As summer is winding down and school is beginning once more, I’m taken back to last year - most importantly, the start of my last season of volleyball.
Before I began my senior season, I sat down and talked with my coaches about a major decision I had made in my life. I had recently received the position for District I President, which meant I was about to undergo some large conflicts within my schedule. I was scared of disappointing my volleyball team, but I was also terrified of letting down my District team. Both were counting on me, and I wasn’t sure how I was going to make things work.
When I had the conversation with my coaches about the games and practices I would be missing, they were understanding about it. They told me that an open line of communication was going to make my schedule work. That they still needed me on the team, even if I wasn’t always there.
But sometimes, open lines of communication don’t fix everything.
About two weeks into the season, we had our first two games. I was benched for both, as I didn’t have enough practices in. That was really hard for me since it was our last season and I wasn’t on the court with my classmates. Eventually though, I had enough practices, and was able to get back out on the court.
But not to the degree I wanted.
I would go in for a set, maybe two if I was lucky. But never an entire game. It was one of the most frustrating things I had ever had to deal with. I showed up early to practice, went to every optional practice offered, made sure the line of communication was open, and put in the work whenever I could. Sure, I missed a few practices and games, but I was committed to doing my best. Why wasn’t I reaping the reward?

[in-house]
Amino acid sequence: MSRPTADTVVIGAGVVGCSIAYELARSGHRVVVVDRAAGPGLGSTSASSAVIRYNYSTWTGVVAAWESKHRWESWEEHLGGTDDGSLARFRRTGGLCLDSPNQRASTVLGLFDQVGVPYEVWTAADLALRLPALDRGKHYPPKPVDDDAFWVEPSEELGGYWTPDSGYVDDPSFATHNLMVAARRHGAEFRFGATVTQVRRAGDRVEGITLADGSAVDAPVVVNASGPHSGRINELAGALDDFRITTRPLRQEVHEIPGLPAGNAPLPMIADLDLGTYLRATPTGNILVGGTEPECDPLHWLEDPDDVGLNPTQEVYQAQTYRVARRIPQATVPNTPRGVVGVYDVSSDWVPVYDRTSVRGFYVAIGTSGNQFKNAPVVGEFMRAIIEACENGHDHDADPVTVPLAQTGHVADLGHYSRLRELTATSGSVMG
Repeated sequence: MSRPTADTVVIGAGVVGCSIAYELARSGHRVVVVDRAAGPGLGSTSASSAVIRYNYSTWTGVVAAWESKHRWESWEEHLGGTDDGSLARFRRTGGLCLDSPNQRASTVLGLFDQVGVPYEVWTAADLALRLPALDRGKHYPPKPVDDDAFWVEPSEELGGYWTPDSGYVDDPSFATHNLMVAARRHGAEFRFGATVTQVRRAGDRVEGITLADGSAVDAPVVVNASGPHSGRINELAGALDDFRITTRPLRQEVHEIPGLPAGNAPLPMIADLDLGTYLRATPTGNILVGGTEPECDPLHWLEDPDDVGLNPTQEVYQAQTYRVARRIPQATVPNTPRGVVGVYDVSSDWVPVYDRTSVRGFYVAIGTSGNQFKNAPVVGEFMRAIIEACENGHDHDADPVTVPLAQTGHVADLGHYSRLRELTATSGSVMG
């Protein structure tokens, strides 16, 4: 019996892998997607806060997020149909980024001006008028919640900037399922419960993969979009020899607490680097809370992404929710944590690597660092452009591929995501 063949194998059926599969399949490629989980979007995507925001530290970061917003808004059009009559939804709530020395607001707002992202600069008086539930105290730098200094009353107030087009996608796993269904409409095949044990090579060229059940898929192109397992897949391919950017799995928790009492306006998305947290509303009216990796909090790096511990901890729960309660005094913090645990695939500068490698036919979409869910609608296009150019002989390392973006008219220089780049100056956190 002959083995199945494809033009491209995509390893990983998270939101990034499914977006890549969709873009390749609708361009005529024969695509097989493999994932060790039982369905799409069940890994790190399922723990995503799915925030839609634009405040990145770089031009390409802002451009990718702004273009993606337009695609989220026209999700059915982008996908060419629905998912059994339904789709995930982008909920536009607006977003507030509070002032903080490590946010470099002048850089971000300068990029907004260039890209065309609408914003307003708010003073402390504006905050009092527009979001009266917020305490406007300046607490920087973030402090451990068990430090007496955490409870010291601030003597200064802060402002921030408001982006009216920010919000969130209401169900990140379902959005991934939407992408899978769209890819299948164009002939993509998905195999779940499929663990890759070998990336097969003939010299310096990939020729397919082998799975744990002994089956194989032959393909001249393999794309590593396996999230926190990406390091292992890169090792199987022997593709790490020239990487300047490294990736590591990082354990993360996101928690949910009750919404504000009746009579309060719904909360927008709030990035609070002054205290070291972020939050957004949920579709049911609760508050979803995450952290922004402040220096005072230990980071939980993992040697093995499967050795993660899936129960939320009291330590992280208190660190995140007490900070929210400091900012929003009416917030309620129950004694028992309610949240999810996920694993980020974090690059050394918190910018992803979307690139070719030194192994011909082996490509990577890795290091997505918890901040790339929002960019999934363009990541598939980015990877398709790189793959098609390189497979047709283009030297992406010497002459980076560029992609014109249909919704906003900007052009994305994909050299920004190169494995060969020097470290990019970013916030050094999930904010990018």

The entire season, I was frustrated with this thought. Even after the season ended, it made me angry to think about how my entire senior season I was usually sitting on the sideline.
It wasn’t until recently that I realized why I sat the bench.
I may have thought I was committed to the sport. That I worked as hard as I possibly could, and that my heart was in it. But I really wasn’t, and my coaches knew that. My coaches saw where my true passion was, and it wasn’t volleyball. My heart wasn’t in the sport, and they couldn’t put a player on the court when they didn’t want to be there.
Looking back, I wish I would have realized this earlier. I spent so long regretting the season, wishing I wouldn’t have “wasted my time” playing the sport that I never actually got to play. If I would have really looked into it, I would have noticed how supportive my coaches were of my FFA career and all that I was doing. They weren’t trying to ruin my senior season - they were trying to help me get to where I wanted to be in my FFA career.
I sat the bench because the passion I had in the blue jacket outshined my passion for being on the court, and my coaches wanted to support me in that. Not because my coaches didn’t like me, not because I didn’t care, and not because they didn’t care. No. It was because they did care. They cared about my future, and I am forever thankful for that.
I have coaches that support me in everything, on and off the court. People who care about me as a person, not just me as an athlete. Individuals who taught me lessons early on that I wasn’t appreciative of in the moment.
All last year I asked myself why I wasn’t reaping the rewards of my hard work, when in reality I should have been asking myself how I could repay the hard work my coaches put in to help me get to where I am today.
If you’re questioning why you aren’t reaping the rewards of your hard work, take another look at what you’re doing. Look deeper into what you’re passionate about and you might find the answer. And remember…. Always thank your coaches.